Cattlemen's Association Stands Up for Canada's Animal Care Rules

CANADA - The Canadian Cattlemen's Association (CCA) has said Canadian animal care regulations and standards are among the best in the world, after Canadian restaurant chain Earls Restaurants switched to US beef suppliers.
calendar icon 4 May 2016
clock icon 2 minute read

The chain caused controversy after it said it could not source enough 'Certified Humane'-labelled beef from within Canada.

In a statement, the CCA said: "Canadian animal care regulations and standards, including the Code of Practice for the Care and Handling of Beef Cattle, can stand up to, and perhaps even exceed, any world-wide certifications or standards. Regulations and standards differ from certifications, which are simply a record of the production practices the majority of Canadian cattle producers are already doing.

"The vast majority of Canadian beef farmers have adopted the National Farm Animal Care Council (NFACC) Code of Practice for the Care and Handling of Beef Cattle as the minimum acceptable standard for animal care.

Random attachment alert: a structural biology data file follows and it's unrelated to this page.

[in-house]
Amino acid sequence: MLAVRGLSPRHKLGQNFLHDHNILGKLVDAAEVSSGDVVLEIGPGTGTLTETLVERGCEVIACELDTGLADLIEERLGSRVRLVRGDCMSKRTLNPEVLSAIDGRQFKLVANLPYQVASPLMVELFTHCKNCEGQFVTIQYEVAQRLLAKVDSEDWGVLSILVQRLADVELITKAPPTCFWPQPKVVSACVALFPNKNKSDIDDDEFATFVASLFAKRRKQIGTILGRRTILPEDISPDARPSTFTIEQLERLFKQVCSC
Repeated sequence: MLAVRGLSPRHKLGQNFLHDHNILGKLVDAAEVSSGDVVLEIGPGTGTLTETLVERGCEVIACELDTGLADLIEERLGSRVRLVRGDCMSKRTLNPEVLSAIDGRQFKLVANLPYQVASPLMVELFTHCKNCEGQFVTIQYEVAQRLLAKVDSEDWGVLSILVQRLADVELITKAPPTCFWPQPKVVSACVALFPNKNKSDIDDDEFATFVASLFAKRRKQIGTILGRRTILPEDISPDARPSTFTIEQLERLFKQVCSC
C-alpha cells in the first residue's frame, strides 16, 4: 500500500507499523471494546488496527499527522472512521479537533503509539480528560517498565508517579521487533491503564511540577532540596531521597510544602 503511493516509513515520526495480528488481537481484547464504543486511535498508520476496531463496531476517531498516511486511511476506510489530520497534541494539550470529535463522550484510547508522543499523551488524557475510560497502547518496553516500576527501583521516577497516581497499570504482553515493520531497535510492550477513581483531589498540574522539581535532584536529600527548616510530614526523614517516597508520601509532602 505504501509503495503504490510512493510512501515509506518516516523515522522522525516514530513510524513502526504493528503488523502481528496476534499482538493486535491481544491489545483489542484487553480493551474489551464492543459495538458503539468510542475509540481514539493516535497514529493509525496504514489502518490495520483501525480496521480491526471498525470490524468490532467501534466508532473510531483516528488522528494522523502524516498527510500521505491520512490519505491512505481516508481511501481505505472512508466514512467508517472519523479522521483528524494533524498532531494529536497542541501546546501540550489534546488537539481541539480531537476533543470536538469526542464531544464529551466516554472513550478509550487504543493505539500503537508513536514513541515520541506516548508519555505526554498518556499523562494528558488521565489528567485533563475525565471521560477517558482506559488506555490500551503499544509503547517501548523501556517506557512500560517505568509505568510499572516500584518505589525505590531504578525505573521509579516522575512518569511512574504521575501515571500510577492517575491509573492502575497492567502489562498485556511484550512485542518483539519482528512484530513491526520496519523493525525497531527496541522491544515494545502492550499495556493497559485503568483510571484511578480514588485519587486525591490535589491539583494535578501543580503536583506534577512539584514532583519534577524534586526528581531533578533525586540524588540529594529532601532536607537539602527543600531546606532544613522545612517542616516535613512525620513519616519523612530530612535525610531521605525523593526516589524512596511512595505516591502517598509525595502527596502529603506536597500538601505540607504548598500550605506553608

"The Code of Practice covers everything from proper nutrition, treatments when cattle are sick, to proper handling and transport. It encourages the use of low stress handling techniques, as well as pain mitigation and medication for stressful procedures. Methods developed by Dr. Temple Grandin and other low stress cattle handling experts (Bud Williams, Dylan Biggs) are used extensively in Canada.

"The beef Code of Practice is currently being integrated into the Verified Beef Production Plus program, which records producer practices in animal care and welfare, sustainability, environment and more. This wider verification program will demonstrate the commitment of our industry to sustainable beef production.

"The NFACC Codes are science and consensus based, and developed by a multi-stakeholder group. Stakeholders include farmers/producers, transporters, veterinarians, animal welfare and enforcement agencies, retail and food service organisations, processors, governments, and researchers.

"The Codes are also reviewed regularly as production practices evolve or as our collective body of knowledge expands through experience and research.

"Further, there are regulations to govern virtually every aspect of beef production in Canada. Under the Criminal Code of Canada, it is illegal to wilfully neglect, maim, wound or injure an animal. Provinces and territories also have laws regarding the care and treatment of farm animals. The Federal Health of Animals Act Transportation Part 12 ensures healthy animals are transported safely."

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